Wednesday, July 16, 2014
Wednesday, July 16, 2014
He put before them another parable: “The kingdom of heaven is like a mustard seed that someone took and sowed in his field; it is the smallest of all the seeds, but when it has grown it is the greatest of shrubs and becomes a tree, so that the birds of the air come and make nests in its branches.
Give me shelter. After years of great blessing, we are startled to become what we need.
At least that is God’s hope for us, a secret planted so deeply in our flesh that we discover it only after many years of thinking we are less than we are.
I had a dream once of a great tree, a maple with wide leaves and broadly spreading boughs, standing solo in a small meadow behind my aunt’s house.
I cut through that field when I left elementary school in the afternoons. A police car sometimes sat on the other side of the field, the officer waiting to tell me (again) that I should not cut across people’s yards.
I told him it was my aunt’s yard, and she didn’t mind. He didn’t know what to say, which was fine with me. I could continue my way.
But I didn’t want to. I wanted to roll around in the grass by the tiny stream that cut through one corner the field. I wanted to feel free, no longer locked up and watched like a hawk at school, able to wander where I chose, uninhibited by authorities who seemed to exist to tell not to do what I wanted or to go where I chose.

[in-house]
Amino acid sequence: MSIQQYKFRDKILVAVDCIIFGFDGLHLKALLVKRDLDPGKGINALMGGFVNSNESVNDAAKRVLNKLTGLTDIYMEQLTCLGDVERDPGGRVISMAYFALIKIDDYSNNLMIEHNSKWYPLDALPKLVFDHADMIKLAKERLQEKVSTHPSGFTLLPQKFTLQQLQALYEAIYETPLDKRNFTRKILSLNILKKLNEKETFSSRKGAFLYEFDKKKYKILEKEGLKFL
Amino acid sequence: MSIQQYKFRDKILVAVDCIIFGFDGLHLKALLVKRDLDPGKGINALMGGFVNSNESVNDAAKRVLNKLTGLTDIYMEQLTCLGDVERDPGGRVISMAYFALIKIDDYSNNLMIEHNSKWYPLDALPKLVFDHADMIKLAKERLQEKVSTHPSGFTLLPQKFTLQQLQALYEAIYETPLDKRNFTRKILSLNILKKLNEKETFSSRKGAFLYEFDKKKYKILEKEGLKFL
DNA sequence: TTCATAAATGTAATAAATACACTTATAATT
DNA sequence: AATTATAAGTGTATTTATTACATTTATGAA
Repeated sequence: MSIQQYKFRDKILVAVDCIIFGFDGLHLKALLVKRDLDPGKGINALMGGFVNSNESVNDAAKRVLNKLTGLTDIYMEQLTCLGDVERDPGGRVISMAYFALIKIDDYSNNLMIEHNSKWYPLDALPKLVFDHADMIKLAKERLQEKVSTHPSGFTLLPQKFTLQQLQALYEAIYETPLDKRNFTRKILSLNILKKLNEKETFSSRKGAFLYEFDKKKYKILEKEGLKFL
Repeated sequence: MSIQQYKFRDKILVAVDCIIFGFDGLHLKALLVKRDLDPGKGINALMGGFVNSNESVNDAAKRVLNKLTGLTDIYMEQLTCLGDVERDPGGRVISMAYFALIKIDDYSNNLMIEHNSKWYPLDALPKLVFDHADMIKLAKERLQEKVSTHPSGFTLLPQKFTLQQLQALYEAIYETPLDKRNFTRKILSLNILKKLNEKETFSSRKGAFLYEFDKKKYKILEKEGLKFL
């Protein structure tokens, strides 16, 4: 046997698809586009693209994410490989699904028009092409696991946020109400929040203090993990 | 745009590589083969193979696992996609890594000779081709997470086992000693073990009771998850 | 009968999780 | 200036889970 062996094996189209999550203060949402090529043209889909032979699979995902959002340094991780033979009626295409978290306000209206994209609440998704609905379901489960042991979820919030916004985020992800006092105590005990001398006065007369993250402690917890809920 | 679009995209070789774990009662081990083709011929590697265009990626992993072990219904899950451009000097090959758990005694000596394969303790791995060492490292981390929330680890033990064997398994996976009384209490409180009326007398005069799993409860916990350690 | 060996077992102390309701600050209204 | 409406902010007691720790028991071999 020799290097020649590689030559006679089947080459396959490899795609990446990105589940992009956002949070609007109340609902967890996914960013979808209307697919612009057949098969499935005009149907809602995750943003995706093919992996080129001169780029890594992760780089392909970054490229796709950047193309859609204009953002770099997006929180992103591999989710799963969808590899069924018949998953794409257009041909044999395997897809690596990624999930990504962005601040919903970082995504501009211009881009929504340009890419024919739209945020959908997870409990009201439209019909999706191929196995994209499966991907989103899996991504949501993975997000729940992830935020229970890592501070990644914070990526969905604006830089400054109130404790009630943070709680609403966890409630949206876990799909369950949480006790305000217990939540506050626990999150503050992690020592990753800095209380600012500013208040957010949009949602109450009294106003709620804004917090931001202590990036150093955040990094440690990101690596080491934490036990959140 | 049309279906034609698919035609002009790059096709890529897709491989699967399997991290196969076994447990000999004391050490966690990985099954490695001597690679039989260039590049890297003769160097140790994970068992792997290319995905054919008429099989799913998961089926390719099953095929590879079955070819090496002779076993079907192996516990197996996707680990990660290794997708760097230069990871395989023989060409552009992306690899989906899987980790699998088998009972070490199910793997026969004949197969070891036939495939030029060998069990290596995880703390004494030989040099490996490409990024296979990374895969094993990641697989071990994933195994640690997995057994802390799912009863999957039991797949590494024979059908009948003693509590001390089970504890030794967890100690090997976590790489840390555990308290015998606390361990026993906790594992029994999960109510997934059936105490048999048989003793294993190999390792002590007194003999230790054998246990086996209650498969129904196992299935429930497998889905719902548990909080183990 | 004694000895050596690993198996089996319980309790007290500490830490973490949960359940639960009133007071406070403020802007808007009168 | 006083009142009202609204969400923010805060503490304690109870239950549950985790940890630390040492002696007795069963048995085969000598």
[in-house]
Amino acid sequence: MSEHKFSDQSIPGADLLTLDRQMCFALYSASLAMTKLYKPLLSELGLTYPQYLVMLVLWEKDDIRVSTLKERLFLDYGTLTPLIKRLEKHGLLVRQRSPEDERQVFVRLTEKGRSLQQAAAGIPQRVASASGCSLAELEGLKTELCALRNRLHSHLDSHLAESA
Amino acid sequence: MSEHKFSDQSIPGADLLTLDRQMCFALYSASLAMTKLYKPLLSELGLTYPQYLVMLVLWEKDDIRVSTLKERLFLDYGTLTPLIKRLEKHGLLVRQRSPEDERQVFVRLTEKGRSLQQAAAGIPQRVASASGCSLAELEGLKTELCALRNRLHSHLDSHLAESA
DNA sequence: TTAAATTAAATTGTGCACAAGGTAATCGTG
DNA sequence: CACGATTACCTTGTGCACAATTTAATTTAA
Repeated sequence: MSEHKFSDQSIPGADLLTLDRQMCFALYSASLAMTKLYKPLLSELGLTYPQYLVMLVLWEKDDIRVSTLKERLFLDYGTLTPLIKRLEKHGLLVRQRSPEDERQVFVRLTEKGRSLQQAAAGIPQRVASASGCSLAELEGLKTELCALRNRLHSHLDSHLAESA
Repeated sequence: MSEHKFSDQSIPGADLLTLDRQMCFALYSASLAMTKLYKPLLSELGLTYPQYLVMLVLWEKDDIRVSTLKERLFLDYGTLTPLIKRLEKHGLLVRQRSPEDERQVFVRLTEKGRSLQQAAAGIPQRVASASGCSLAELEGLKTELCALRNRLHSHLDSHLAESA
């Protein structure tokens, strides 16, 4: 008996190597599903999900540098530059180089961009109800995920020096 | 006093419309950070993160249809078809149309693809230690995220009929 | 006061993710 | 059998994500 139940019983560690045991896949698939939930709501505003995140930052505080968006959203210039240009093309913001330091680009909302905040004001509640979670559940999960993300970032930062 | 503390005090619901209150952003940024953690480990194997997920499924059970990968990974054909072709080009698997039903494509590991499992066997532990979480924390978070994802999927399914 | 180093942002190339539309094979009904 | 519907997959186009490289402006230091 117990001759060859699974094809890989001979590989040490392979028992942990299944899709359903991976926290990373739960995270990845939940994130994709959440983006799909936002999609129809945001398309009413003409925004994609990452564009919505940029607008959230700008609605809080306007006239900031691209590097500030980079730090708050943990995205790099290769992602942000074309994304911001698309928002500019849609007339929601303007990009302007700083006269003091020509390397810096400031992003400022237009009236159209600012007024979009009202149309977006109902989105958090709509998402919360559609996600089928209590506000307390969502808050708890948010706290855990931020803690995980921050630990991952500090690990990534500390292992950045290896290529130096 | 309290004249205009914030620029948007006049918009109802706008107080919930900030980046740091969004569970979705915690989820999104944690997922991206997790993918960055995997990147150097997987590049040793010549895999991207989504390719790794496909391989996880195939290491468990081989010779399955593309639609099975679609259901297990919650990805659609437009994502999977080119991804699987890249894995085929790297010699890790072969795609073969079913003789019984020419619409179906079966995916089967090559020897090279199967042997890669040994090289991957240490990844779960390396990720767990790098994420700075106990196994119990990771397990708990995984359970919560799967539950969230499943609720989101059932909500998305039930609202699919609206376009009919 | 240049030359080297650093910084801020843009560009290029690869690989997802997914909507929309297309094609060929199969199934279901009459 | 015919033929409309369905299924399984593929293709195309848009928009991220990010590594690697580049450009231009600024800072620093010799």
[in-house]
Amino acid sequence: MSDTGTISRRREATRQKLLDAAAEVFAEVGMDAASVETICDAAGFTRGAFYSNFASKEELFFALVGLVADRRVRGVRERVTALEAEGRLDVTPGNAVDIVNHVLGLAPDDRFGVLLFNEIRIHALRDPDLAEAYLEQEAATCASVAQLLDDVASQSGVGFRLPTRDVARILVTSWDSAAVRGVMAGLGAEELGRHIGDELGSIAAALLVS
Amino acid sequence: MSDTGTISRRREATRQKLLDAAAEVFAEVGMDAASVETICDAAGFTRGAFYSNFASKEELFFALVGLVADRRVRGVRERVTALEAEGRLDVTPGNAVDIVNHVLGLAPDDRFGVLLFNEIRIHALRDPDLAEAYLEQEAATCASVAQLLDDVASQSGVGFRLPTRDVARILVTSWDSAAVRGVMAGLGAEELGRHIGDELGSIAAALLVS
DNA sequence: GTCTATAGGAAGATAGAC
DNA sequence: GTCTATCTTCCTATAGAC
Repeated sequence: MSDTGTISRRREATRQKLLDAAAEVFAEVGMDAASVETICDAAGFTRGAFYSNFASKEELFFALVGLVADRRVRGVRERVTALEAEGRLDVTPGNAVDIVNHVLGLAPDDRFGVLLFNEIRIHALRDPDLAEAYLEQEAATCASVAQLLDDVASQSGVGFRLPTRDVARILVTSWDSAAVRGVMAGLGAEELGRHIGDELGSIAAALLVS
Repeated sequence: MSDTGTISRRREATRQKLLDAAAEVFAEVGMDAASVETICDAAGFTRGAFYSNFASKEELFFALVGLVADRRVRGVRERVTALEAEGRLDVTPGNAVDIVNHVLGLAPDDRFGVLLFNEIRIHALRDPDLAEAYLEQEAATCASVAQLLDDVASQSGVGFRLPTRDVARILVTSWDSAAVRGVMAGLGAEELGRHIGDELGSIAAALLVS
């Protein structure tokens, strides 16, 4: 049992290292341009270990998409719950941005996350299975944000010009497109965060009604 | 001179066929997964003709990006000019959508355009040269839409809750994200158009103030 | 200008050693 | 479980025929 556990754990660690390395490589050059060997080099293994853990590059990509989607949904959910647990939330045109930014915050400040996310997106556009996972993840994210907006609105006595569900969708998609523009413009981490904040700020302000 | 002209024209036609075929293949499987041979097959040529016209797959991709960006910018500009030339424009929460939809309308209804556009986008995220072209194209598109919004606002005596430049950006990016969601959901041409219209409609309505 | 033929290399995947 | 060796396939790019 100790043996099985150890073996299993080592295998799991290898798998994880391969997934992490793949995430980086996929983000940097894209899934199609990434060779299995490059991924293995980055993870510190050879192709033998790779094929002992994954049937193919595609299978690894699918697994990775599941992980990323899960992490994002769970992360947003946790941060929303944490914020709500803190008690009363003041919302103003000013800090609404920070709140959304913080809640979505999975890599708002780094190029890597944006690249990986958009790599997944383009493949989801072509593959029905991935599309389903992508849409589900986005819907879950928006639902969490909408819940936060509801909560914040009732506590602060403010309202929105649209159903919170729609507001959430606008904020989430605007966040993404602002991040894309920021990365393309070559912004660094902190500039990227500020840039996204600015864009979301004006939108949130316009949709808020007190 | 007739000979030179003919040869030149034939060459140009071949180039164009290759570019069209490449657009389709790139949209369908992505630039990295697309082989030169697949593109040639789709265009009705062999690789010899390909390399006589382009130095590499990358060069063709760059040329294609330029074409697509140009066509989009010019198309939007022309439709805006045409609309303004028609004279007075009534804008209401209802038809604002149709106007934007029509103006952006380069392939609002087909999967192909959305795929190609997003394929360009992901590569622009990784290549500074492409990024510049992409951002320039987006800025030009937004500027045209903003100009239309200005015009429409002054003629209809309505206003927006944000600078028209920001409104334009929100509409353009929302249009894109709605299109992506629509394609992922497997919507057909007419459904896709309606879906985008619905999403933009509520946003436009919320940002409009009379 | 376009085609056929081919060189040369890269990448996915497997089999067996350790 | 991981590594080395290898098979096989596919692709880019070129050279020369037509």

Years later, I dreamt of that field, a symbol of freedom and peace from my childhood. In the dream, there was a great maple in field, a tree that was not there during my youth. The tree spread mighty arms, creating an island of sweet shade from the afternoon sun under which I found shelter from the heat.
Alone, at peace, unshackled, I found blessed respite under this great tree that wanted nothing, but always welcomed my arrival and blessed me for whatever time I spent there.
This is what I wanted … and wanted also from the God to whom I prayed--a great tree to give me shelter. I suppose I have looked for such shelter all my life, thinking I needed it more than most.
I found it in communities of grace, among people who were strong and gracious, like my imaginary tree. They provided safe places where welcome was real and being real was welcome.
For most of my life I have seen myself as a receiver, a needy receiver of shelter. But something happens in years of receiving the grace you crave, you become what you receive.
Resting under great trees of welcome, over time, our lives become like my spreading maple, offering respite and peace, islands of sweet shade and shelter where other souls find life and blessing.
Becoming the tree of respite for another soul is great blessing … and a sign that the seed of grace planted in your life is finally, after decades of struggle and uncertainty bearing the beauty and fruit the Holy One always intended.
It all starts with a small seed, planted in the soil of our souls that grows into a tree where birds find their home, or so Jesus says.
Pr. David L. Miller